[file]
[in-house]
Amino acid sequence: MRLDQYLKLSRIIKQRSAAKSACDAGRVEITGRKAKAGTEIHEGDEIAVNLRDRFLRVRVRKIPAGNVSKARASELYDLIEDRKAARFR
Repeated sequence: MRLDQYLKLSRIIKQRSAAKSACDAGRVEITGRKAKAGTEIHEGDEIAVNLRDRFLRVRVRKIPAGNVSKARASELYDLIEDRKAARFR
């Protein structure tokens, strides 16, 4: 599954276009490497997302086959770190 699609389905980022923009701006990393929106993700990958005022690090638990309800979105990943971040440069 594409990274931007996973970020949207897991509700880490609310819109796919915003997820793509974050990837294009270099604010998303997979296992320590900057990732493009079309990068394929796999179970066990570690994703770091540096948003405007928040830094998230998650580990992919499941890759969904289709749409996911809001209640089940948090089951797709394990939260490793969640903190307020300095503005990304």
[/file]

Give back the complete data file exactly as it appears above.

[in-house]
Amino acid sequence: MRLDQYLKLSRIIKQRSAAKSACDAGRVEITGRKAKAGTEIHEGDEIAVNLRDRFLRVRVRKIPAGNVSKARASELYDLIEDRKAARFR
Repeated sequence: MRLDQYLKLSRIIKQRSAAKSACDAGRVEITGRKAKAGTEIHEGDEIAVNLRDRFLRVRVRKIPAGNVSKARASELYDLIEDRKAARFR
């Protein structure tokens, strides 16, 4: 599954276009490497997302086959770190 699609389905980022923009701006990393929106993700990958005022690090638990309800979105990943971040440069 594409990274931007996973970020949207897991509700880490609310819109796919915003997820793509974050990837294009270099604010998303997979296992320590900057990732493009079309990068394929796999179970066990570690994703770091540096948003405007928040830094998230998650580990992919499941890759969904289709749409996911809001209640089940948090089951797709394990939260490793969640903190307020300095503005990304």